This relationship imbalance becomes an increasingly glaring problem in Wenk’s script. Back in the day, Jan-Michael Vincent’s Steve may have been cocky, but he wasn’t deranged; he established and built up a solid rapport with Bronson’s Bishop, based on mutual respect. We understood and believed the relationship.

We never believe the relationship here.

That aside, the rest of this remake goes down with genre precision, allowing for West’s tendency for wretched excess in the mayhem department. (Still, you gotta love the crashing stunt involving an SUV and a bus.) Plenty of bad guys meet gruesome ends in this spectacle of escalating violence, and – we can but grin – Statham neither looks winded nor breaks into a sweat.

Tony Goldwyn is spot-on as a black-ops “handler” whom we immediately suspect is dirty-dirty-dirty: the guy we love to hate, and can’t wait to see taken down. Donald Sutherland establishes plenty of good will as Bishop’s friend and mentor, and Swedish fashion model Mini Anden slides out of her clothes for a rather bombastic sex scene. (West and editors T.G. Herrington and Todd E. Miller rather overdo the MTV-style smash-cuts here.)

Without question, Statham’s Mechanic delivers what his fans desire, and it’s a far better night at the movies this weekend, than Anthony Hopkins’ laughable turn in the dull and lifeless The Rite.

But do yourself a favor: Check out Bronson’s version, and compare the two. Then let me know which one you prefer.


  1. First off I would like to say fantastic blog! I had a quick question that I'd like to ask if you don't mind.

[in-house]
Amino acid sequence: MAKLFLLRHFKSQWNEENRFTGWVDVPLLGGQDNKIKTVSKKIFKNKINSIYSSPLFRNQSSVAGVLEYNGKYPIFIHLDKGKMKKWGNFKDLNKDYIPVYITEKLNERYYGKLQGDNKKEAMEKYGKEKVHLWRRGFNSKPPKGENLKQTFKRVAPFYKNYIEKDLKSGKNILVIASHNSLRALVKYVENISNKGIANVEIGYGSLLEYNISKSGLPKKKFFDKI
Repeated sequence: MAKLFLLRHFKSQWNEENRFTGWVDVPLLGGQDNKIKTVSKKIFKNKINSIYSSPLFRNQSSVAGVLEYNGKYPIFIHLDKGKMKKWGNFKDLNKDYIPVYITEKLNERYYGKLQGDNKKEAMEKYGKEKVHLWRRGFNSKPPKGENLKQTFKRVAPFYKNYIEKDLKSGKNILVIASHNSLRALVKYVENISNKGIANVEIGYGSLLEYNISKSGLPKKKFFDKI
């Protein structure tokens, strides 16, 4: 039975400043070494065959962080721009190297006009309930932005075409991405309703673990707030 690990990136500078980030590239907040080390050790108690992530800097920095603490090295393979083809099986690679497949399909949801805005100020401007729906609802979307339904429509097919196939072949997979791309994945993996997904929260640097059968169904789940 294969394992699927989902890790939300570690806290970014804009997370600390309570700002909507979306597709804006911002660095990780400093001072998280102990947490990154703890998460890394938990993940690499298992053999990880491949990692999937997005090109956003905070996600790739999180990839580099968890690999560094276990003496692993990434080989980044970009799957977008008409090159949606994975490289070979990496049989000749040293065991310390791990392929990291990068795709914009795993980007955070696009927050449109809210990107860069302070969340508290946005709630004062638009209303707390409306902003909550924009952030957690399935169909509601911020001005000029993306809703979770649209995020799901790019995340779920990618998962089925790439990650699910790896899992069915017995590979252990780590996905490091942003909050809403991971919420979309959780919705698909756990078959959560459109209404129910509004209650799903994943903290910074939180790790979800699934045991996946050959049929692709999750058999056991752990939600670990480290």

I was interested to know how you center yourself and clear your head
    prior to writing. I've had a difficult time clearing my mind in getting my ideas out there. I do take pleasure in writing but it just seems like the first 10 to 15 minutes tend to be wasted simply just trying to figure out how to begin. Any suggestions or hints? Thanks!
    Feel free to visit my web site : click here

  2. First of all, thanks for the kind words.

    There's no big secret to "centering"; I tend not to start writing until I have a good entry point -- an attention-getting first line or paragraph -- and then the rest flows reasonably well.

    But here's some advice that you may find helpful, which I've carried with me for years and years; it came from a well-established writer, and unfortunately, over time I've forgotten who it was. Just start writing, and plug away until you've finished your essay/article/whatever. Then go back and delete the entire first third ... and start again from the beginning of the second third. This essentially recognizes that most of us waste time and words "getting ready," and that we're generally better organized about one-third of the way in. If you practice this religiously for awhile (by which I mean six months to a year), then you'll develop the ability to recognize where you "would" have started, one-third in, and you'll be able to start there right away and be more efficient.